At this stage it looks as if Rio 2016 will be the "Heaven's Gate" of sporting events: long, drawn-out, and a financial disaster. It's yet another compelling argument that big events don't always mean smart tourism.
Remember when we all thought the Brazil World Cup was going to be a disaster and it wasn't. Although we wish we could say we'll be wrong about the Olympics in the same way, Brazilian officials are making it really hard to be optimistic.
Brazil pulled off the World Cup in 2014 with few problems, but a repeat success is less certain this time around.
Rare is the big event that makes money for the people who live in the destination where it takes place. To do so requires long-term thinking and tourism development rather than immediate gratification, which is a problem for many cities.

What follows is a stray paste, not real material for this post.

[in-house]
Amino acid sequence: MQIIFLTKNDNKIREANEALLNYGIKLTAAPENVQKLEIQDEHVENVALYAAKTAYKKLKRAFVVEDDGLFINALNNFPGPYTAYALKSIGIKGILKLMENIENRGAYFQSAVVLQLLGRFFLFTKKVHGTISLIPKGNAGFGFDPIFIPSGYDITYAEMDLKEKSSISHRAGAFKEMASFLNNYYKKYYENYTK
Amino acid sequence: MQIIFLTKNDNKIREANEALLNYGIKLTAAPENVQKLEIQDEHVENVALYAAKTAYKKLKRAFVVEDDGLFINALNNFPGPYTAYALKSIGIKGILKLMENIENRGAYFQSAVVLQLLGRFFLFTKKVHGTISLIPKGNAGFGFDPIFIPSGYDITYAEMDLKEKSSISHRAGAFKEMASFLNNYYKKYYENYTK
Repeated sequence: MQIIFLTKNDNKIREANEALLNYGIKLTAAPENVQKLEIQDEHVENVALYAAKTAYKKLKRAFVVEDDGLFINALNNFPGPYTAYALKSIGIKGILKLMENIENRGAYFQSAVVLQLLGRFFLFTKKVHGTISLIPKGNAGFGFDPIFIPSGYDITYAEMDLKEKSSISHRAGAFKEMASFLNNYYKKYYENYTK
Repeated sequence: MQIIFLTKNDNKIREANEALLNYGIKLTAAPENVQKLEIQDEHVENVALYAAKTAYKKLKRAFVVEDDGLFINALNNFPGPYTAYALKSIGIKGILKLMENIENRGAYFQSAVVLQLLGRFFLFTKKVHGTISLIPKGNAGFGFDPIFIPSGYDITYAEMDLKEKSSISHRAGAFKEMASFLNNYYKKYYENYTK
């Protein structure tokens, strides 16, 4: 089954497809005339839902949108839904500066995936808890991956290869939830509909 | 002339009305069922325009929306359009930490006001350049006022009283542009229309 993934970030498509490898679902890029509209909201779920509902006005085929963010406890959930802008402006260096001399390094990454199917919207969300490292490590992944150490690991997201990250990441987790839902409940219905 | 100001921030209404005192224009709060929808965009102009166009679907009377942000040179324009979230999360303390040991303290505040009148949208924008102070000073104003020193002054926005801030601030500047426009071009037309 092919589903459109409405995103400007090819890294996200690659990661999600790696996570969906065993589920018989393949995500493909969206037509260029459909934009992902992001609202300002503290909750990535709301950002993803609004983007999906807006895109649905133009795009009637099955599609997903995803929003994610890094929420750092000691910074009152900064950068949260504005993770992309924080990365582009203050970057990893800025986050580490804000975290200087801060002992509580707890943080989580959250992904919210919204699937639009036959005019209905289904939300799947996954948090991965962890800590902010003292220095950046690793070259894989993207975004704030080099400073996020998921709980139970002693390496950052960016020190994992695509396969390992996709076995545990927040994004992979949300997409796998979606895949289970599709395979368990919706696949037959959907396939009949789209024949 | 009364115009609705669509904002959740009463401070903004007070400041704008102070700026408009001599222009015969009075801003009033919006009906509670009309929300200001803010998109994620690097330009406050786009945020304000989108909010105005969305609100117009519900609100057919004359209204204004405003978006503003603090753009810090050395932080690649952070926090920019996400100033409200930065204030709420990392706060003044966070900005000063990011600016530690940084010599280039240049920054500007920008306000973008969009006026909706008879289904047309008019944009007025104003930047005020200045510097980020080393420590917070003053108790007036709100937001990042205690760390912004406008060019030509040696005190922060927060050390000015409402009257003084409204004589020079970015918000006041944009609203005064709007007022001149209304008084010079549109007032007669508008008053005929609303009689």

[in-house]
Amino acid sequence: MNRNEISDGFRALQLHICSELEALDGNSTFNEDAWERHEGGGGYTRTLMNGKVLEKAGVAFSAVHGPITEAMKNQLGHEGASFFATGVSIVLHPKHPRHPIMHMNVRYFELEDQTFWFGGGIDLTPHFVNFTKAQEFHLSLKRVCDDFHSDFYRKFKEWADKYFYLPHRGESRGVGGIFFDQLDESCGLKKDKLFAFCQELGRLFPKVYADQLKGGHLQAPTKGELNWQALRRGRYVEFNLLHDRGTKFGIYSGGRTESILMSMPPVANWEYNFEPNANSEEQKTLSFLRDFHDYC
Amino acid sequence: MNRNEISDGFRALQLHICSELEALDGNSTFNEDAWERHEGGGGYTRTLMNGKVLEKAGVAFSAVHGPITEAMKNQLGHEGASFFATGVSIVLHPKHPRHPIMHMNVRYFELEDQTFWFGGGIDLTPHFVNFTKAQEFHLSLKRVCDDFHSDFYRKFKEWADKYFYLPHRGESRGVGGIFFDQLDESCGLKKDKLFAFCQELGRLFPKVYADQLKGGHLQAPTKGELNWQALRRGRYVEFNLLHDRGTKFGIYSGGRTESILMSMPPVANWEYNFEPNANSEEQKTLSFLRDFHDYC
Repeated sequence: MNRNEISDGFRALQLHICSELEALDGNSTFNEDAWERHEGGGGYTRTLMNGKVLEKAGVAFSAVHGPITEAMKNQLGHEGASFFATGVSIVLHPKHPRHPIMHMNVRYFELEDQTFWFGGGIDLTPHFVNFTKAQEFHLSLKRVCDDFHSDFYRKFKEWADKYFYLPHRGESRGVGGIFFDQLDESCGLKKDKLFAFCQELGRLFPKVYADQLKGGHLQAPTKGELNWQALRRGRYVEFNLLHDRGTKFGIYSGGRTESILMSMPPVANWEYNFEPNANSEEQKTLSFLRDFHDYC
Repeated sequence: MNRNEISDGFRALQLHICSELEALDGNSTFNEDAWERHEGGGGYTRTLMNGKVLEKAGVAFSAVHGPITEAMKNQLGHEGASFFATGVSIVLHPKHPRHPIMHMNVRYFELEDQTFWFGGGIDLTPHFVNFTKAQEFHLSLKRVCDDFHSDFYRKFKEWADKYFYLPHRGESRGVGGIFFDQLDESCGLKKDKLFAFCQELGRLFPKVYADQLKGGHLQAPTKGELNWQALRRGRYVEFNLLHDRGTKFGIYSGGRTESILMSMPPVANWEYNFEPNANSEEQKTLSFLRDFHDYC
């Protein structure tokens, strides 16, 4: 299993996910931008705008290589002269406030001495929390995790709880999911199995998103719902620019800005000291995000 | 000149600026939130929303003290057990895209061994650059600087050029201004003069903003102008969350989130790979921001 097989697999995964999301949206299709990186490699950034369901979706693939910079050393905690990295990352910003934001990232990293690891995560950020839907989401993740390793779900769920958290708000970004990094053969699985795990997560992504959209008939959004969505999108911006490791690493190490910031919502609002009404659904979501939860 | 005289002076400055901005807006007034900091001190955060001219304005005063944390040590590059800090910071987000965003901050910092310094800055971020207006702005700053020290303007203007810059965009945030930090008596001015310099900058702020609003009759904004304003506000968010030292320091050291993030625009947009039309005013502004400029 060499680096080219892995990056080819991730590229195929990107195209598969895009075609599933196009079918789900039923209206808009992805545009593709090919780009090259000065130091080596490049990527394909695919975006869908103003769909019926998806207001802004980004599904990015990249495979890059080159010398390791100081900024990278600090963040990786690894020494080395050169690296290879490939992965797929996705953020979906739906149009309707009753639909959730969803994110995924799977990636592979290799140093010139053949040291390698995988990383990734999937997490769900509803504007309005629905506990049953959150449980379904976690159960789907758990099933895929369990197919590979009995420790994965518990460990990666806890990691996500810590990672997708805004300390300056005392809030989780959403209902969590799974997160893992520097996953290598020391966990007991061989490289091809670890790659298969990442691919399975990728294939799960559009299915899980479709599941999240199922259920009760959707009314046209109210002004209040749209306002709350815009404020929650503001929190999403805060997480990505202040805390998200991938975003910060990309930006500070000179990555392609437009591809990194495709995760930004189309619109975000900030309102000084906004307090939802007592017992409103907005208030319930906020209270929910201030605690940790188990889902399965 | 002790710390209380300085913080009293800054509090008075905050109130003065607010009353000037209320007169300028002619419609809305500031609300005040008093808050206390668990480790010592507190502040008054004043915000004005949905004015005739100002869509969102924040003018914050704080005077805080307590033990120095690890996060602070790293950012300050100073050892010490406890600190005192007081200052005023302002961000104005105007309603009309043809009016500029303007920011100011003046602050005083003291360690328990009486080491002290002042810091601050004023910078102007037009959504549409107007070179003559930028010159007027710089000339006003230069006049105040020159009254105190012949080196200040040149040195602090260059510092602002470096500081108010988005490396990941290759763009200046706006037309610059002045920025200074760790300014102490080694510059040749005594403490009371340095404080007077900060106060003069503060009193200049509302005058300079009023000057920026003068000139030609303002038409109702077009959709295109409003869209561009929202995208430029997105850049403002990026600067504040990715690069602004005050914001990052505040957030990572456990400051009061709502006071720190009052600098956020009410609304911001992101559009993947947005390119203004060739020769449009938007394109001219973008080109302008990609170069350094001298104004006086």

It seems a bit extreme to try to scare everyone away, but this year's Olympic games so far are becoming the worst-case-scenario that 2014's World Cup was able to avoid.
Cruise passengers — who are, on average, 49 years old in North America — don't seem to be panicking over the mosquito-borne illness that appears to pose the biggest threat to pregnant women.
Two ships that can hold a total of 64 passengers will make up a tiny sliver of Celebrity's capacity in the carefully controlled Galapagos Islands, but the cruise line is eager to offer a wider variety of vacation options there.
The CDC is in a position where it's balancing the unknowns of outbreaks with useful warnings for tourists.
Bad news for the families hit by this, and potentially very bad news for Latin American tourism.
The Zika virus has dangerous consequences for female travelers. But right now, fear-mongering exceeds the actual threat to travelers.